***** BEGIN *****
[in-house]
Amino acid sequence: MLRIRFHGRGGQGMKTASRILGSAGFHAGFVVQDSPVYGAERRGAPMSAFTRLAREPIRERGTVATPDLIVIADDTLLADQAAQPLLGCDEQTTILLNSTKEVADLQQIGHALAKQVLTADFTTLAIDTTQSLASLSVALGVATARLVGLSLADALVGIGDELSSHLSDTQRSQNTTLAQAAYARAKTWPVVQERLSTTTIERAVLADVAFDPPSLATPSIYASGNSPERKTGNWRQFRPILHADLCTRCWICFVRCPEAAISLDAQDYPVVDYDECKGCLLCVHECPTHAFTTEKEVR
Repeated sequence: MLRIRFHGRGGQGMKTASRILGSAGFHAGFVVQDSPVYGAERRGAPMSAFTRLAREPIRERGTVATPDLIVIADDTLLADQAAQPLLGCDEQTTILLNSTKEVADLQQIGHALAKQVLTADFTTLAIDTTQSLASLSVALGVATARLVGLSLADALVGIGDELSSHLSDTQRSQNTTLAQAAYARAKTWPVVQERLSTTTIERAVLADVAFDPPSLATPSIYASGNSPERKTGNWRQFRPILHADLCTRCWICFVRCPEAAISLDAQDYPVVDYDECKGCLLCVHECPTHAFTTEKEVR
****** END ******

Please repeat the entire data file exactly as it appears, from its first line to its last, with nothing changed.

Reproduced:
[in-house]
Amino acid sequence: MLRIRFHGRGGQGMKTASRILGSAGFHAGFVVQDSPVYGAERRGAPMSAFTRLAREPIRERGTVATPDLIVIADDTLLADQAAQPLLGCDEQTTILLNSTKEVADLQQIGHALAKQVLTADFTTLAIDTTQSLASLSVALGVATARLVGLSLADALVGIGDELSSHLSDTQRSQNTTLAQAAYARAKTWPVVQERLSTTTIERAVLADVAFDPPSLATPSIYASGNSPERKTGNWRQFRPILHADLCTRCWICFVRCPEAAISLDAQDYPVVDYDECKGCLLCVHECPTHAFTTEKEVR
Repeated sequence: MLRIRFHGRGGQGMKTASRILGSAGFHAGFVVQDSPVYGAERRGAPMSAFTRLAREPIRERGTVATPDLIVIADDTLLADQAAQPLLGCDEQTTILLNSTKEVADLQQIGHALAKQVLTADFTTLAIDTTQSLASLSVALGVATARLVGLSLADALVGIGDELSSHLSDTQRSQNTTLAQAAYARAKTWPVVQERLSTTTIERAVLADVAFDPPSLATPSIYASGNSPERKTGNWRQFRPILHADLCTRCWICFVRCPEAAISLDAQDYPVVDYDECKGCLLCVHECPTHAFTTEKEVR